What security is available to mitigate these risks?
If you have nothing, then you’re really effectively painting a big red target sign on your back. You should prioritise cyber security using technical measures and social ones too. On the social point, train your staff; make sure they know how to spot a suspicious email, what cyber-attacks look like, what the best habits are: for example, one good password in place for a while is often better than regularly changing to repeated or bad passwords. After that, get those technical protections in place. We can train everyone, but at the same time, you need those layers of defence in place.
At a minimum you should have virus killer software. Those are free, Microsoft makes one, so get one and keep that, and all your systems, up to date. There’s a statistic that one of the most common operating systems is Windows XP, which has been retired for many years, so it has back doors that will allow cyber criminals to break in. If you were found to be using a retired system like that on your computers and somebody broke into your system, you’ve got no defence or insurance claim because that technology is out of date.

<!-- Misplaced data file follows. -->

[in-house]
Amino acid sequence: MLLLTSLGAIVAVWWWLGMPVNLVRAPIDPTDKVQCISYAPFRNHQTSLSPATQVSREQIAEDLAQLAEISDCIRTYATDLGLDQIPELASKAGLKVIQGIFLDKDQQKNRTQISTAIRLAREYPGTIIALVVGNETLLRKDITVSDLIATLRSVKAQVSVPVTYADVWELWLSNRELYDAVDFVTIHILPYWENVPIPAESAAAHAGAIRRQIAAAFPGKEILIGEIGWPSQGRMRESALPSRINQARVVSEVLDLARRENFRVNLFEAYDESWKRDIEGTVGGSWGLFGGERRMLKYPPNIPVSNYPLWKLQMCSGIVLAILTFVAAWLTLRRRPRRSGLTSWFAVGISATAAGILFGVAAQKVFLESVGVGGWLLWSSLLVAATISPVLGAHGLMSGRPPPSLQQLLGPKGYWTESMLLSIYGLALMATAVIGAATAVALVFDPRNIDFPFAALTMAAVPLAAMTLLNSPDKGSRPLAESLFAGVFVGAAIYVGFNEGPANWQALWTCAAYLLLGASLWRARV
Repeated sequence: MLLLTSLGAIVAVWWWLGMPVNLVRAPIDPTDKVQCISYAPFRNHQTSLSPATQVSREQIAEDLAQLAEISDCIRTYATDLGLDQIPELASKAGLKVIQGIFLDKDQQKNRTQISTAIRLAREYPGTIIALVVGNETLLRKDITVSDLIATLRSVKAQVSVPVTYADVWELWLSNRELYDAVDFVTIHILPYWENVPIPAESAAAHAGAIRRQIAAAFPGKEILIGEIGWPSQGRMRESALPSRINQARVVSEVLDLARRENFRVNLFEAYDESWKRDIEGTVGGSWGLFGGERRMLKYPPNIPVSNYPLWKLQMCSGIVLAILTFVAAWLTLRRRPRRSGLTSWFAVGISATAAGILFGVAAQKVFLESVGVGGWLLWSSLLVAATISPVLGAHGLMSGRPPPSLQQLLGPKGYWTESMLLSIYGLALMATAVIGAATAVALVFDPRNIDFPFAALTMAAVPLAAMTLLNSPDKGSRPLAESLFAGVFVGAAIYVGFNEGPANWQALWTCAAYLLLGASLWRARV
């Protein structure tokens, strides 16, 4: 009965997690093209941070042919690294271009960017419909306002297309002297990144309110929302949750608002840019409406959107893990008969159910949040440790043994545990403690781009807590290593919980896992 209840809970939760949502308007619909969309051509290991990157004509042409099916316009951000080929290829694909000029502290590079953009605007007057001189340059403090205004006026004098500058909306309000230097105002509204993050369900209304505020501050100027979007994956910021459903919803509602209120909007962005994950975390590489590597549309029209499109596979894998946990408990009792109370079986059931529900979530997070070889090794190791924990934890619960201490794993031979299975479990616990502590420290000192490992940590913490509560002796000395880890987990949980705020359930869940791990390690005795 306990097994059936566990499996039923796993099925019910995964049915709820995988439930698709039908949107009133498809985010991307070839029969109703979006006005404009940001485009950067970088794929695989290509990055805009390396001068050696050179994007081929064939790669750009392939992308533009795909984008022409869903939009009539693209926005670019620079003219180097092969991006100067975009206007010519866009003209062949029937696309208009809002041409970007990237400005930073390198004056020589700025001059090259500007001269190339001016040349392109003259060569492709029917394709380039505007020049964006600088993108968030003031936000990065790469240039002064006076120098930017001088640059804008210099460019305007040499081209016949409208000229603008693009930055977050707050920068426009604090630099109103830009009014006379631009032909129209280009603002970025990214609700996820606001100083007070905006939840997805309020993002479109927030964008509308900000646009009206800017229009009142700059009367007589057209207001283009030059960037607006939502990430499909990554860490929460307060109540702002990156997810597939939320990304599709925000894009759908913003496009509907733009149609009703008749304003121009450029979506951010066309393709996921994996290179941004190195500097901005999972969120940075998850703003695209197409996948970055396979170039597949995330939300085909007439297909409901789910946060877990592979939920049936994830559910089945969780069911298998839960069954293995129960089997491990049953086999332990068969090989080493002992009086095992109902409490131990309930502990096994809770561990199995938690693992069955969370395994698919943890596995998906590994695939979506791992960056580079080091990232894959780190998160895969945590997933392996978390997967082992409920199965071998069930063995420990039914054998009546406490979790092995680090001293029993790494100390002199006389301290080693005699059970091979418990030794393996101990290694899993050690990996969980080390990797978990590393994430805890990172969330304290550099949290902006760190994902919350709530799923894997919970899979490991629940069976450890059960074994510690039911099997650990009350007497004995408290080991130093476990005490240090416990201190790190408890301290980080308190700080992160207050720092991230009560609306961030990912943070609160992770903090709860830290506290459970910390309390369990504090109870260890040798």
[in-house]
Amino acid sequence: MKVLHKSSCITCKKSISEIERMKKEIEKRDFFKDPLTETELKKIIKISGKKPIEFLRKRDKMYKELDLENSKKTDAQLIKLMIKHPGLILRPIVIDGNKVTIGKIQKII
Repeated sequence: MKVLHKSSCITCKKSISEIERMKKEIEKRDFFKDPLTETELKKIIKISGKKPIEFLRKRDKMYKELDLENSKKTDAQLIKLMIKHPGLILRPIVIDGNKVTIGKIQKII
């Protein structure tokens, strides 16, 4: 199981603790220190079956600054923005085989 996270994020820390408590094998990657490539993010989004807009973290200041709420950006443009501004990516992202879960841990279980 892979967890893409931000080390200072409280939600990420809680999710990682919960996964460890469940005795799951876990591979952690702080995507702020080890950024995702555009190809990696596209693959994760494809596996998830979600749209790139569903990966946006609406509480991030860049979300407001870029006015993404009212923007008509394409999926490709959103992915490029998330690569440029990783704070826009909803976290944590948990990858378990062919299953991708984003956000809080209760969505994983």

If you have no cyber defences, you’re really effectively painting a big red target sign on your back
Then you’ve got slightly more complicated things like firewalls. Again, these are often free. After firewalls you get into more advanced technologies. There are many acronyms like IDS (intrusion detection systems) and SOAR (Security Orchestration, Automation and Response) systems, which are like radars that work by isolating a computer if it’s doing something unusual. For instance if a computer starts encrypting all its files, chances are it’s ransomware so the radar system can help you isolate that one machine and switch it off so the virus can’t spread. You want to try to reduce the amount of time it takes you to respond to some kind of cyber incident, because the longer you allow it to spread effectively the further the damage. Or, inversely, the quicker you can contain it, the quicker you can fix it and the less likely there is to be damage.
Depending on the size of your business, regulators would expect you to invest in better, more advanced technologies. But even with a relatively modest amount of spend, you can dramatically reduce your risk profile and make sure you’re not the easy target.
There have been a lot of high profile cyber-attacks – Marriott, BA and Manchester United to name just a few – which might lead smaller companies to think they’re not so much at risk. What is your advice to them?
A large company like Marriott or Man United might be able to weather the storm and bounce back from an attack. But, if you’re a small company, how would it affect you?